Having grown up as a child and teenager during and after WWII in Hitler’s fascists’ Germany, we were taught that Jews were bad people and had killed Jesus and we had to put them into “Labor Camps” or get them out of the country. We were taught they were a different race, not part of the Arian race. Live through WWII was with our fathers having been drafted to join the armed forces, die Wehrmacht. Even as a child I could not understand why Poland was invaded – which of course started the war. During the bombings of German cities by mostly British airforces and the German Luftwaffe bombings’ of British cities and civilian being killed on both sides. That is when I made my mind up to fight for peace after the end of WWII. I had often wondered how Switzerland and Sweden – even during the war – were able to survive right under the nose of Hitler. I came to the conclusion, it was because they stayed neutral! Later in Canada, I wished Canada could have stayed neutral – if that would have been possible – we would not have a November 11th to remember the dead war heroes. Now we have religious fanatics, such as ISL and Taliban who are attacking and killing those who do not follow their imaginary twisted false religious teachings – another reason for us to fight for peace. The current pandemic kills people in any country, any religion or nationality – why not fight together against covid-19?
The white poppy and what it represents is what I am remembering particularly. I wear both colors of the poppy and we know what the red one stands for but little is known of the white one. So google it and consider making or buying one. War never solved anything and we know the misery and destruction that comes with one, just ask any one in one. So let us strive for Peace and learn and strive for what works to get there.
I am remembering the women and men struggling with PTSD as a result of war. I am upholding military chaplains as they struggle and/or support others. I am remembering the enormous loss of human life. I am remembering the incredible disruption to humanity’s well being. I am remembering the care extended in trying to achieve peace.
I am remembering the futility of war, as described by family veterans a generation above me…
I’m remembering my own family: father who served in both world wars, his brother who disappeared somewhere north of Vimy in 1917, but now the defenseless civilians who lost their lives for all the wrong reasons and to all the wrong people. That sums up the history of war in my opinion and the grossly inept who insist on waging it.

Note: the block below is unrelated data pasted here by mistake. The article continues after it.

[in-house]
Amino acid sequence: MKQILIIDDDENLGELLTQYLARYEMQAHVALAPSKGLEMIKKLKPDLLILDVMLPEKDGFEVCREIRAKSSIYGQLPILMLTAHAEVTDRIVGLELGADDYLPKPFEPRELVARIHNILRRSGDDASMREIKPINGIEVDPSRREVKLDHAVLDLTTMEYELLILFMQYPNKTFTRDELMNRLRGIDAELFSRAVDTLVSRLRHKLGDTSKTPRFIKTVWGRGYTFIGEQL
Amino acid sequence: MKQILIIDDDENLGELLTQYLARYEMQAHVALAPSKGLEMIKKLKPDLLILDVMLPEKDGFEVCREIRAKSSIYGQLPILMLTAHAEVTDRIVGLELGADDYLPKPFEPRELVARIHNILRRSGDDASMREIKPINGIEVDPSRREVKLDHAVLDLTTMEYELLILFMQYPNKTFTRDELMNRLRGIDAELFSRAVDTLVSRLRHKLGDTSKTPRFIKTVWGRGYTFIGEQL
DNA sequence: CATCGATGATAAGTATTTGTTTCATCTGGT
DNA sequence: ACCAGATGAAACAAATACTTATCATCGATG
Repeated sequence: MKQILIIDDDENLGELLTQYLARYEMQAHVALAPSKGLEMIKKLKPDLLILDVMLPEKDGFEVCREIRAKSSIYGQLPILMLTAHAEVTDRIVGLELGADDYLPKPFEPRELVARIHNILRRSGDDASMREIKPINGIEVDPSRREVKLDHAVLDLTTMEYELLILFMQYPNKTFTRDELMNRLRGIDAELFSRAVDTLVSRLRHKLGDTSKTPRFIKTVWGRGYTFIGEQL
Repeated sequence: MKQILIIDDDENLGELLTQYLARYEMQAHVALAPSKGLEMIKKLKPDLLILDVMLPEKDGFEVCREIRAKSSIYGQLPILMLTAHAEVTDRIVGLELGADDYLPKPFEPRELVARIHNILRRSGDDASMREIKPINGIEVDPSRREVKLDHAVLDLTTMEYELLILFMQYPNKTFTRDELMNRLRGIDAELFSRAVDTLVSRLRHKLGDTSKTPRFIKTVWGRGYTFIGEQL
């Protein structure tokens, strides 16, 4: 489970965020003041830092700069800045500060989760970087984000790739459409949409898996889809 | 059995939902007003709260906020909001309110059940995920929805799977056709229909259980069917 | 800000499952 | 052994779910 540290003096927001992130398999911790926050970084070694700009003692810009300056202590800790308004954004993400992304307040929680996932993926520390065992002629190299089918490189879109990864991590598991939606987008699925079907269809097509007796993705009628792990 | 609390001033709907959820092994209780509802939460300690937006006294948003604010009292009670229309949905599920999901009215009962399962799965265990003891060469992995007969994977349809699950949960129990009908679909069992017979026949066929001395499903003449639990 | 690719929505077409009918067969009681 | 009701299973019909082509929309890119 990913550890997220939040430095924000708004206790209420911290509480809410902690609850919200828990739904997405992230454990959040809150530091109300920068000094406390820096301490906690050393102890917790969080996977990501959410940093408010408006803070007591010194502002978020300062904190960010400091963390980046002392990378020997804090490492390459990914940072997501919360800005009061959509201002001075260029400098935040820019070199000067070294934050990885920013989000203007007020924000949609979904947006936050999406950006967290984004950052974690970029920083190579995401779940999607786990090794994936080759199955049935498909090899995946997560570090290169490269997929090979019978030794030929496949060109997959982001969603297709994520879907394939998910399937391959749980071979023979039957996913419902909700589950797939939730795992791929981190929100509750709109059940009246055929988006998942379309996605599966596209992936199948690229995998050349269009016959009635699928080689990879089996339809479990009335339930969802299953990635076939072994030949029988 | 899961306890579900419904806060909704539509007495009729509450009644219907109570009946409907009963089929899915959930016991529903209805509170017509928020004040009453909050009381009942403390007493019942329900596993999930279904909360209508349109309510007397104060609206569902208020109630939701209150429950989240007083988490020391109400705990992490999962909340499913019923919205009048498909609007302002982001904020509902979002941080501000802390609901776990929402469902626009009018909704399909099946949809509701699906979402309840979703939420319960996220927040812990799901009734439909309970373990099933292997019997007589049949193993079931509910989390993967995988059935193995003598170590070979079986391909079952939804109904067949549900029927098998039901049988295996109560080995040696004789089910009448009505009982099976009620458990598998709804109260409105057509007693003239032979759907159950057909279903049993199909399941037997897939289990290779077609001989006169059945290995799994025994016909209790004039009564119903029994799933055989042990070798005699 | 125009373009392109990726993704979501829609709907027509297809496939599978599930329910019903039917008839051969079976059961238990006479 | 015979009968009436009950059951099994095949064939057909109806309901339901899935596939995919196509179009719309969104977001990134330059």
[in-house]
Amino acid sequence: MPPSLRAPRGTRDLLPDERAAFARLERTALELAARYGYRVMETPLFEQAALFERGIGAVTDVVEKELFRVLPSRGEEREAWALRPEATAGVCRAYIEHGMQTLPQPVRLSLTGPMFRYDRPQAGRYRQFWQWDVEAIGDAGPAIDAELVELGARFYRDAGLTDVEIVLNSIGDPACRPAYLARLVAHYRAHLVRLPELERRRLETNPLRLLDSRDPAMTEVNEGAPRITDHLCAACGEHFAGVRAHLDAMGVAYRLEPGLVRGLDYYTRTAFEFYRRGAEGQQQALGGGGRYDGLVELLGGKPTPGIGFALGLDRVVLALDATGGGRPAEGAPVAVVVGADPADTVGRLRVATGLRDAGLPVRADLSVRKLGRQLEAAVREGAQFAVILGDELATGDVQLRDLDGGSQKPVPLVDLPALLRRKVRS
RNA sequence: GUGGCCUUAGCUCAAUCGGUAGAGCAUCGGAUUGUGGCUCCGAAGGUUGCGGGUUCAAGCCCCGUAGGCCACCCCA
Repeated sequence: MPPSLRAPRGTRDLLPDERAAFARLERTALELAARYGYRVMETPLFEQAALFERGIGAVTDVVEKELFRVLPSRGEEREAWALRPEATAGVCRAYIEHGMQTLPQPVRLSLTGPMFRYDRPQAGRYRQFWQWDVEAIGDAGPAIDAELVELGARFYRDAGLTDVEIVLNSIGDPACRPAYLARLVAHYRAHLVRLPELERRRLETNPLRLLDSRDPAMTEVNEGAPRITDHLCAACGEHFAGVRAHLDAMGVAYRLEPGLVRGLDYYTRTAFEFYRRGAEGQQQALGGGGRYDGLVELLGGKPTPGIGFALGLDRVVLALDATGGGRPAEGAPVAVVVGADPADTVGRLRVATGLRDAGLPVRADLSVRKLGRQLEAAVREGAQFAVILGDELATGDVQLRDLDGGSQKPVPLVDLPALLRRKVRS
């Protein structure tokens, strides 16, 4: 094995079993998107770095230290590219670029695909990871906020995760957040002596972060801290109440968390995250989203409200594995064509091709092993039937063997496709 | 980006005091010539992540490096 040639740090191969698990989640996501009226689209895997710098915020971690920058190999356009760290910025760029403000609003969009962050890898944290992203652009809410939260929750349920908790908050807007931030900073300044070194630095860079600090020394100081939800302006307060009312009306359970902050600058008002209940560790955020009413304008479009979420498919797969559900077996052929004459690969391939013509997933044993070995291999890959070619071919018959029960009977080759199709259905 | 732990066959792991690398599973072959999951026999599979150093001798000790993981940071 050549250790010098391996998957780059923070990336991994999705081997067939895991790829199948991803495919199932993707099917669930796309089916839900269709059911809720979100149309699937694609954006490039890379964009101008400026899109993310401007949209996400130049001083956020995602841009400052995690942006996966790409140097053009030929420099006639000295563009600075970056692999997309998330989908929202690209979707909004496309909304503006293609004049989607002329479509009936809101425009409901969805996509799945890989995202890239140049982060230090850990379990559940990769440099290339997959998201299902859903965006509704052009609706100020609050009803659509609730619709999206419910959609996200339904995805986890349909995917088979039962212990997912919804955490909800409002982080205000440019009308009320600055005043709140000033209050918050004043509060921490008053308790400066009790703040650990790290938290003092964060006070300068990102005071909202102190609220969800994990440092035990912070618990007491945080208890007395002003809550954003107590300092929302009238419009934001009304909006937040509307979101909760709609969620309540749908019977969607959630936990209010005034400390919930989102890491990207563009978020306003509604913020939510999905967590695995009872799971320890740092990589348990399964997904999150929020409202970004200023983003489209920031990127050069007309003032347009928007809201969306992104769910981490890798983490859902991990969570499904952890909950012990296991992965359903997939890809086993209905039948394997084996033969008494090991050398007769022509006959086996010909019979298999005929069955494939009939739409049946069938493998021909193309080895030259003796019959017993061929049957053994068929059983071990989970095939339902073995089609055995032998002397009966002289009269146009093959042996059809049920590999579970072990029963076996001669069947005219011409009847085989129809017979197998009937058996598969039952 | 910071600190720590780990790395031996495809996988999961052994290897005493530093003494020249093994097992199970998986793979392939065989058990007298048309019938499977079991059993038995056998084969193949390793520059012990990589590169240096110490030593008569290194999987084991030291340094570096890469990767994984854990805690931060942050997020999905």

I remember that WW I made one grandfather rich, and the other a shell-shocked wreck, so they were both such bad fathers that they have no great-grandkids. I remember the history that led to the wars, and the web of lies we still live in. I remember my shock when I learned that the arms companies would not be nationalized even if I was being drafted to fight. It is madness to let anyone profit from violence. I remember our success against the Vietnam war, and how we were subsequently divided into fools squabbling over misinformation about our basic biology.
I am thinking about all of the people who have been killed in senseless wars over the decades, both soldiers and civilians.
To remember is to work for peace!
I remember that countless people have died because old, rich, powerful men would not compromise on their greed for power & money & were willing to sacrifice their children & those of others for their vicious desires.
I remember the disastrous First World War when so many young men died horribly, deceived by appeals to patriotism, when in fact the war was nothing more than an inter-imperialist rivalry. Young men, dressed up as soldiers, sacrificed their lives not for improving the conditions of poverty, disease, justice, but to generate new sources of profit and exploitation, urged on by generals, who treated them as disposable cannon fodder. That shameless and ruthless defender of the rich and powerful, former PM Harper, dresses up mass murder as Canada’s entrée into the gang of independent nations. In defiance, I wear a white poppy, which I purchased from the Peace Pledge Union, an antiwar group in Britain <https://www.ppu.org.uk/events>. I hand out these poppies in coffee shops and people I meet in the street as well as friends and relatives.
The idiocy of wars and the power hungry bastards who start them. That we may be headed to a new war over Taiwan (Yes Canada as a NATO member, will be dragged along if it happens), when nearly all the stuff in our stores and vital parts for our vehicles, is made by the prospective enemy is ludicrous. My brother was in Korea, my best man was in Hong Kong so I know some of the stupidity.